4 out of 4 stars
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My Trip to Adele follows the journey of three couples in different parts of the world as they attempt to pursue a life of happiness despite their limited freedom. Although each couple has a different story to tell, they each draw strength and comfort from the lyrics of British singer/songwriter, Adele.
Elias is a young man from Morocco who lives and works in Rome, Italy. One night he has a chance encounter with a fortune teller who offers to reveal his destiny. He entertains the woman and gives her his hand, and when she tells him she sees his heart still aches for her, he looks away in disbelief. But, when she mentions the girl by name, he knows he has no choice but to follow her instructions to find his lost love.
Next, we are introduced to a pair of physicians who live in Las Vegas, Nevada. Although they were deeply in love at the beginning of their union, after eight apathetic years of marriage, they have fallen into a loveless routine. As a last resort, they attend counseling together where they learn it is too late for kind words. If they want to repair their broken marriage, they must search for a unique way to rekindle their dwindling flame.
Our last couple is a mother and son duo who live in Amman, Jordon. The son is about to turn ten years old and despite his age, he is captivated by the music of Adele. For his birthday, his mother wishes to gift him a trip to Verona, Italy to see Adele live in concert, and she has spent several months saving every penny for the event. She is determined to travel alone with her son and to experience a taste of true freedom, that is if her cunning boss and spiteful ex-husband agree to let her go.
I was only 20 pages into this book when I knew it would be a great read. As their journey unfolds, each couple seems to be working through similar issues of love and marriage. The women in this tale are resolute and determined, but they have been born into a passive role in their society which conflicts them greatly. The obstacles they face in their daily lives is enough to make any feminist cringe, but what I love most about this book is the positive portrayal of the voices of these oppressed women as they endure the repugnance of their circumstances.
What I liked least about this book was the gender inequality in the Arab world. Women are conflicted because the men in their lives have the right to make decisions for them for no other reason than because they are men. There is also a lot of pressure on women to get married and start a family at a certain age. Marriage is seen as a constraint and when, not if, a husband strays the wives are required to support them.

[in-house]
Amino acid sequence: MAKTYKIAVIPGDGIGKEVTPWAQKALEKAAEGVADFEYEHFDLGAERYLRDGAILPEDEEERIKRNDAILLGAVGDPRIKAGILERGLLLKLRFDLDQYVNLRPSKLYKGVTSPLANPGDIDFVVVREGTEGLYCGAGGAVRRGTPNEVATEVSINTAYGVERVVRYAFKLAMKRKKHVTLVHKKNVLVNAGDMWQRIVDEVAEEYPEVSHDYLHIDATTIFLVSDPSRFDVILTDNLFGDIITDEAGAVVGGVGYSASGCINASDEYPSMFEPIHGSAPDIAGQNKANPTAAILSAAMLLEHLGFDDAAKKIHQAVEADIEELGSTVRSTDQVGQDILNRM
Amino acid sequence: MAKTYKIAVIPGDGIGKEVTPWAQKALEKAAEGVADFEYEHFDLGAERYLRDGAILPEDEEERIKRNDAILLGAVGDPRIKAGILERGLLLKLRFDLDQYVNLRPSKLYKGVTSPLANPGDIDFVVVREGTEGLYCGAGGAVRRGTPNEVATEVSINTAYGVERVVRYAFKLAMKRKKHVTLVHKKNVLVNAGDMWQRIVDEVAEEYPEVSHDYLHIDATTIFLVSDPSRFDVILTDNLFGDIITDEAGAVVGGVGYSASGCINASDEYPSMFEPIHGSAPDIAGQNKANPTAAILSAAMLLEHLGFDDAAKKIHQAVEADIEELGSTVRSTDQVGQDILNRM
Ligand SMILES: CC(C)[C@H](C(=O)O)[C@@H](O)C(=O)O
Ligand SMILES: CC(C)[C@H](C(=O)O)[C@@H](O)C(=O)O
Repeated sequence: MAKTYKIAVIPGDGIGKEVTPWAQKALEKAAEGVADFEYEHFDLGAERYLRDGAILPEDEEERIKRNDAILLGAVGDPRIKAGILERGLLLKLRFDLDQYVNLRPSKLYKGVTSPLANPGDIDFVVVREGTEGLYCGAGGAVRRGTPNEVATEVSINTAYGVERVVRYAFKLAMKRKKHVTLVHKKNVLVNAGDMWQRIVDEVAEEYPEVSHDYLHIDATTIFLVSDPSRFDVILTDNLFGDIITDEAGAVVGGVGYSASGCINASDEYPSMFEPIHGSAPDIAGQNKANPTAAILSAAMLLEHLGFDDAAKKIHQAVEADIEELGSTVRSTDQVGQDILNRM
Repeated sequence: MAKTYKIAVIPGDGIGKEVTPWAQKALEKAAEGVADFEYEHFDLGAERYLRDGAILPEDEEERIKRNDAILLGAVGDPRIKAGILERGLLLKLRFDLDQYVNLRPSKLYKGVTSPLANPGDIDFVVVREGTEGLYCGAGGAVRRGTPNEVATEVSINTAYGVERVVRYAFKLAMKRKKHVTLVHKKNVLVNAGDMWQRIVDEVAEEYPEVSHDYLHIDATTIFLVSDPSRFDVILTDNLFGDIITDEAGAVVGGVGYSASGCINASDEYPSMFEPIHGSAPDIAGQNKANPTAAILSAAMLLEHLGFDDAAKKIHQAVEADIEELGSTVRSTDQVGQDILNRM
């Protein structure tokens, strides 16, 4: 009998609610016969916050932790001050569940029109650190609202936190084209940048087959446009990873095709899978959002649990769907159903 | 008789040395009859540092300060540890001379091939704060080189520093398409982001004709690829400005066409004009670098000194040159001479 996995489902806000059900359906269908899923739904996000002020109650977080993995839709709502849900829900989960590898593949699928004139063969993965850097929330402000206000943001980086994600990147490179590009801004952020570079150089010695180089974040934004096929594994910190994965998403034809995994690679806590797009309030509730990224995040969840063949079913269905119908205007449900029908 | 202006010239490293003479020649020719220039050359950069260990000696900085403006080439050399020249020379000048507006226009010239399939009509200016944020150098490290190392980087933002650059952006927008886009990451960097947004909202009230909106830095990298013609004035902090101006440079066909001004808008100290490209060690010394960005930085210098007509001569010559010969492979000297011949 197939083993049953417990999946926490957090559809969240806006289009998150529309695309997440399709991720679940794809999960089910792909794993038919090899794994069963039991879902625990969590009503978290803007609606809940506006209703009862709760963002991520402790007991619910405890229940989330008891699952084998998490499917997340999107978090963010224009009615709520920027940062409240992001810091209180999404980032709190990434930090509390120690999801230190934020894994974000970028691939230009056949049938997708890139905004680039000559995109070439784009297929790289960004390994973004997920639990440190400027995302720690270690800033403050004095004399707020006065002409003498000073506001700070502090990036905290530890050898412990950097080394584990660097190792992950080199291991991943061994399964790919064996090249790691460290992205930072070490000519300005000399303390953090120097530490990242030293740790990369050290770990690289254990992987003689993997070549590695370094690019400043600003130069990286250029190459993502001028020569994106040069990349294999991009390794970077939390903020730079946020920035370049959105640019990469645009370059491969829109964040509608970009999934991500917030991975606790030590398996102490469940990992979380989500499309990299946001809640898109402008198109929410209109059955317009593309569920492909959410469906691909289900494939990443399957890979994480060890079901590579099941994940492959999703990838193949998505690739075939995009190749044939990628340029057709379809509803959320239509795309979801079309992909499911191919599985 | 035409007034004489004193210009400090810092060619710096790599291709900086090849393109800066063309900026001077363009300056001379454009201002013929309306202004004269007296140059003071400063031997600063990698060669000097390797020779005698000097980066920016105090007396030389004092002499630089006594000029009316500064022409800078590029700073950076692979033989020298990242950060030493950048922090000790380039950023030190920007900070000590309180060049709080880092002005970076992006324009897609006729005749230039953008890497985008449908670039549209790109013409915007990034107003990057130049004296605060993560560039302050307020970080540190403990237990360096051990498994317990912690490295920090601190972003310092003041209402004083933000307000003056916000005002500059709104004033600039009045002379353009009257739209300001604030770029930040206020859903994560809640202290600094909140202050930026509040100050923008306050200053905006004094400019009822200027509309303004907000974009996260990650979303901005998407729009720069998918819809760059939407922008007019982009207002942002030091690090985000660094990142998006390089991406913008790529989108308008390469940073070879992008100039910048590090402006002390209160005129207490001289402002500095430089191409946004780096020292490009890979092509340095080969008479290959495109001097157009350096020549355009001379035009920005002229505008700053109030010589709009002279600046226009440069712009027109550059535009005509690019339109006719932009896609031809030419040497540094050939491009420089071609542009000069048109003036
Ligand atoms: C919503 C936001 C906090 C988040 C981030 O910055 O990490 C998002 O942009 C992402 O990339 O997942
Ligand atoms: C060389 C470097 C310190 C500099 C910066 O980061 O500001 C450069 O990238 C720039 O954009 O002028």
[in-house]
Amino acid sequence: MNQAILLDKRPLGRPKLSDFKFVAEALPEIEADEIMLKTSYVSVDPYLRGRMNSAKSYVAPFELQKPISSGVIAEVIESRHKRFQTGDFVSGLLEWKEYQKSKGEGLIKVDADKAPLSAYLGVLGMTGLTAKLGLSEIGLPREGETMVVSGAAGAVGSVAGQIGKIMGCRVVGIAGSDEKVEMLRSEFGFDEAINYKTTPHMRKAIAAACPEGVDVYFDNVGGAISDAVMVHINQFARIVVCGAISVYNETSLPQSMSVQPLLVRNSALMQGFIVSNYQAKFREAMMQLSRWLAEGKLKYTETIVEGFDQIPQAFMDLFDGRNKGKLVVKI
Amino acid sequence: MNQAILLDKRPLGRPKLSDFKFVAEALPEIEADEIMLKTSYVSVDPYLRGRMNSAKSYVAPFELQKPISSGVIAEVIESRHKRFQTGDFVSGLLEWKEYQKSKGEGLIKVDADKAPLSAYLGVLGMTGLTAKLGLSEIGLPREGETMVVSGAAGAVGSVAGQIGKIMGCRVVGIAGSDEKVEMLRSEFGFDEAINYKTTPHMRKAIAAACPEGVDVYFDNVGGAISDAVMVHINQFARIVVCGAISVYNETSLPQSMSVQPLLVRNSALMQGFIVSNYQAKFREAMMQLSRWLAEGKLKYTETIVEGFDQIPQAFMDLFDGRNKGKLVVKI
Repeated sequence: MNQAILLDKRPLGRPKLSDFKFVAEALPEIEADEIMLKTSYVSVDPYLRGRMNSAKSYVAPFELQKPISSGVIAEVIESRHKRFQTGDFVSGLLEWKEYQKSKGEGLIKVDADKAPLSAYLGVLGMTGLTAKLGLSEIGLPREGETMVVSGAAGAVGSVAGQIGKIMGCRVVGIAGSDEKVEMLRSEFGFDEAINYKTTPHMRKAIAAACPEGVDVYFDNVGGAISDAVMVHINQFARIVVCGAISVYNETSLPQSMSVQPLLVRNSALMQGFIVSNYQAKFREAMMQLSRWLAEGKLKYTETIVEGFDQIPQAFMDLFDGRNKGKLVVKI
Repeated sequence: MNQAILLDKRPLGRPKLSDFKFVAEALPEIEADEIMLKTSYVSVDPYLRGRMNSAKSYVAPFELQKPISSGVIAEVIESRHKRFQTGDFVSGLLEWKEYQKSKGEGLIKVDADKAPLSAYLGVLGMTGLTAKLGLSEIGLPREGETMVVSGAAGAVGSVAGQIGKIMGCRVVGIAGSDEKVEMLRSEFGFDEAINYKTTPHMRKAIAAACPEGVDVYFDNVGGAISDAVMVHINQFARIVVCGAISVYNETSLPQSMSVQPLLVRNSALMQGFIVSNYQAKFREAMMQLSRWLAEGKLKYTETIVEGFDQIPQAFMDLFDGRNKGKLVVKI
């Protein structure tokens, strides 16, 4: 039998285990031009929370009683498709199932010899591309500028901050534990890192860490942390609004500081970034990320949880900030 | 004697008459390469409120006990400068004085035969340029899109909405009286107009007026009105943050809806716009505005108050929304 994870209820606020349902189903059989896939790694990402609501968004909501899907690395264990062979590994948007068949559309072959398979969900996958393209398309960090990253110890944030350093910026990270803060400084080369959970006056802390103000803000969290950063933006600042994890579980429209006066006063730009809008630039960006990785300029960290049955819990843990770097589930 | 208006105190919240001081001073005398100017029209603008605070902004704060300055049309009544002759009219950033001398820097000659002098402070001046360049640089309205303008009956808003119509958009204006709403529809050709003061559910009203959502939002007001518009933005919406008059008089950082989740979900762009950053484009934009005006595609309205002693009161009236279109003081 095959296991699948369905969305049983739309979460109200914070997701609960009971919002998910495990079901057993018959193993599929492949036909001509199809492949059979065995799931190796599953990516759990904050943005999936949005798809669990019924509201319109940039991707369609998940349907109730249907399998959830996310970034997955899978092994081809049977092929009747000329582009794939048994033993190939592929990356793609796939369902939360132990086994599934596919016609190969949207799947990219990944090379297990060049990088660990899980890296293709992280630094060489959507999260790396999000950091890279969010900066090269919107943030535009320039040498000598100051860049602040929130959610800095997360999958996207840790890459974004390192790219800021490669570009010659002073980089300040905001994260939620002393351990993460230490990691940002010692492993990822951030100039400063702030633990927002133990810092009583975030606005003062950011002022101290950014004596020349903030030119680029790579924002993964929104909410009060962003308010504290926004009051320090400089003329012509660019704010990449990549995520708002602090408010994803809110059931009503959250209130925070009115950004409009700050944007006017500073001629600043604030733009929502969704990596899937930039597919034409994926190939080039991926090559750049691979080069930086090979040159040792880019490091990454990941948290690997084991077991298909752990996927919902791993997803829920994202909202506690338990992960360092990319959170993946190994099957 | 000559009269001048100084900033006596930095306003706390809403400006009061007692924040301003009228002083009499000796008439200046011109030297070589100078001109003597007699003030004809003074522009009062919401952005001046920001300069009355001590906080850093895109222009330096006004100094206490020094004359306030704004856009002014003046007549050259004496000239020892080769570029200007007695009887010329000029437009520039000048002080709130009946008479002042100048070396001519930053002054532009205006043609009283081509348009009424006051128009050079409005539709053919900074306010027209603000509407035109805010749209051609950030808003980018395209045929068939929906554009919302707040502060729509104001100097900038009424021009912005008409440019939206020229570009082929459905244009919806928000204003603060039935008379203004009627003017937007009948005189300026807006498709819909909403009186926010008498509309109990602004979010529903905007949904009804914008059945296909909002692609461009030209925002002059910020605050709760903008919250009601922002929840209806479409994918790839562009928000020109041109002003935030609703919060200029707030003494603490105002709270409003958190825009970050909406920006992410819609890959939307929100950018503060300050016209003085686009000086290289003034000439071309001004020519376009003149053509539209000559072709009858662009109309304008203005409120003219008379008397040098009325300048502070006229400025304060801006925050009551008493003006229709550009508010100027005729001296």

I would also like to point out there are additional topics touched upon in this book, domestic violence, and prostitution being among them, but they are only presented as memories of the characters as not as actual scenes.
The only other issue I have with this book is that it skips around between characters as the plot unfolds. This style of writing can be exhausting to follow, not because you get lost jumping around, but because if you're like me, and you allow the characters to become a part of you, you don't want to pause the dialogue for any reason, even if it's to reunite with the characters you were just enthralled with ten minutes earlier.
This book is a captivating read, and I found myself hanging on every word. I read it from cover to cover in one sitting, and I am still reeling from the effects a day later. As I approached the last chapter, I realized I didn't want this book to end, because the characters were so intriguing, and I had become very attached to them. But, as the chapter came to a final close, I found myself satiated and exhausted, and I gladly surrendered to the authors' last words. I enthusiastically rate this book 4 out of 4 stars and recommend it to readers who enjoy this same genre of contemporary fiction as well as to readers who enjoy general fiction and romance.
Trip to Adele
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